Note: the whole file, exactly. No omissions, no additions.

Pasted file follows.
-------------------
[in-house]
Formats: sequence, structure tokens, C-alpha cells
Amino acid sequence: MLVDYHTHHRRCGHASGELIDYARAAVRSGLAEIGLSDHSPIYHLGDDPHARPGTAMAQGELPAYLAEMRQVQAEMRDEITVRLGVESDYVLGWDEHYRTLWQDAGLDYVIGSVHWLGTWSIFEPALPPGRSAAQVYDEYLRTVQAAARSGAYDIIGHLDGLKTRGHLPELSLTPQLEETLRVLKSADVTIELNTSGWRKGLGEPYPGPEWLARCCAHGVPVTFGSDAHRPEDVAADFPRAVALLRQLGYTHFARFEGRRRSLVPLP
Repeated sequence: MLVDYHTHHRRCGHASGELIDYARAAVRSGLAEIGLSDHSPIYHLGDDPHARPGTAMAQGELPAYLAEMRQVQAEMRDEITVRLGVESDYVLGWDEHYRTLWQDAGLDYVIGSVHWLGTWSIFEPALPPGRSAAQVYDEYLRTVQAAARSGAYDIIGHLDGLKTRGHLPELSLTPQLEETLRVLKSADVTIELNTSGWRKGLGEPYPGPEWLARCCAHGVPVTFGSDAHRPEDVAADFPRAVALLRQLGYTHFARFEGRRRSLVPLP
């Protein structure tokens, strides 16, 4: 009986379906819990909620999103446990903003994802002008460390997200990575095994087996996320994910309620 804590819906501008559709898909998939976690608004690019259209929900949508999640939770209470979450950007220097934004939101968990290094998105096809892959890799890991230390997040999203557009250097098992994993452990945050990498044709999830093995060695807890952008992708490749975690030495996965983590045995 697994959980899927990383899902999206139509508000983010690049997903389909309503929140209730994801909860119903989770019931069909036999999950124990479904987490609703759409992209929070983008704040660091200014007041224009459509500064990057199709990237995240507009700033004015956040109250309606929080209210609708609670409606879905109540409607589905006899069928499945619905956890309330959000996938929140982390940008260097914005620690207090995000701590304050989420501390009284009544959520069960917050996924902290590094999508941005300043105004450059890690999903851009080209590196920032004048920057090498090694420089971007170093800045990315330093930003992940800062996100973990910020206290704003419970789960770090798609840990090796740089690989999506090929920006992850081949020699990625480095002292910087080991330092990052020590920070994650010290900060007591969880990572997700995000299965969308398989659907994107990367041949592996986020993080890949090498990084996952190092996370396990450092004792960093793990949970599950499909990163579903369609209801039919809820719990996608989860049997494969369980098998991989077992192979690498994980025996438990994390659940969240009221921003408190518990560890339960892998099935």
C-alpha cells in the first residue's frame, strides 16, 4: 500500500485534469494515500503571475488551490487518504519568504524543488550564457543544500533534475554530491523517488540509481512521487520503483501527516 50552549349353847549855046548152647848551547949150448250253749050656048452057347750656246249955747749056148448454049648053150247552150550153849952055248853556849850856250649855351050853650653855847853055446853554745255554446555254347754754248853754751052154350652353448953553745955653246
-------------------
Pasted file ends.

[in-house]
Formats: sequence, structure tokens, C-alpha cells
Amino acid sequence: MLVDYHTHHRRCGHASGELIDYARAAVRSGLAEIGLSDHSPIYHLGDDPHARPGTAMAQGELPAYLAEMRQVQAEMRDEITVRLGVESDYVLGWDEHYRTLWQDAGLDYVIGSVHWLGTWSIFEPALPPGRSAAQVYDEYLRTVQAAARSGAYDIIGHLDGLKTRGHLPELSLTPQLEETLRVLKSADVTIELNTSGWRKGLGEPYPGPEWLARCCAHGVPVTFGSDAHRPEDVAADFPRAVALLRQLGYTHFARFEGRRRSLVPLP
Repeated sequence: MLVDYHTHHRRCGHASGELIDYARAAVRSGLAEIGLSDHSPIYHLGDDPHARPGTAMAQGELPAYLAEMRQVQAEMRDEITVRLGVESDYVLGWDEHYRTLWQDAGLDYVIGSVHWLGTWSIFEPALPPGRSAAQVYDEYLRTVQAAARSGAYDIIGHLDGLKTRGHLPELSLTPQLEETLRVLKSADVTIELNTSGWRKGLGEPYPGPEWLARCCAHGVPVTFGSDAHRPEDVAADFPRAVALLRQLGYTHFARFEGRRRSLVPLP
């Protein structure tokens, strides 16, 4: 009986379906819990909620999103446990903003994802002008460390997200990575095994087996996320994910309620 804590819906501008559709898909998939976690608004690019259209929900949508999640939770209470979450950007220097934004939101968990290094998105096809892959890799890991230390997040999203557009250097098992994993452990945050990498044709999830093995060695807890952008992708490749975690030495996965983590045995 697994959980899927990383899902999206139509508000983010690049997903389909309503929140209730994801909860119903989770019931069909036999999950124990479904987490609703759409992209929070983008704040660091200014007041224009459509500064990057199709990237995240507009700033004015956040109250309606929080209210609708609670409606879905109540409607589905006899069928499945619905956890309330959000996938929140982390940008260097914005620690207090995000701590304050989420501390009284009544959520069960917050996924902290590094999508941005300043105004450059890690999903851009080209590196920032004048920057090498090694420089971007170093800045990315330093930003992940800062996100973990910020206290704003419970789960770090798609840990090796740089690989999506090929920006992850081949020699990625480095002292910087080991330092990052020590920070994650010290900060007591969880990572997700995000299965969308398989659907994107990367041949592996986020993080890949090498990084996952190092996370396990450092004792960093793990949970599950499909990163579903369609209801039919809820719990996608989860049997494969369980098998991989077992192979690498994980025996438990994390659940969240009221921003408190518990560890339960892998099935």
C-alpha cells in the first residue's frame, strides 16, 4: 500500500485534469494515500503571475488551490487518504519568504524543488550564457543544500533534475554530491523517488540509481512521487520503483501527516 50552549349353847549855046548152647848551547949150448250253749050656048452057347750656246249955747749056148448454049648053150247552150550153849952055248853556849850856250649855351050853650653855847853055446853554745255554446555254347754754248853754751052154350652353448953553745955653246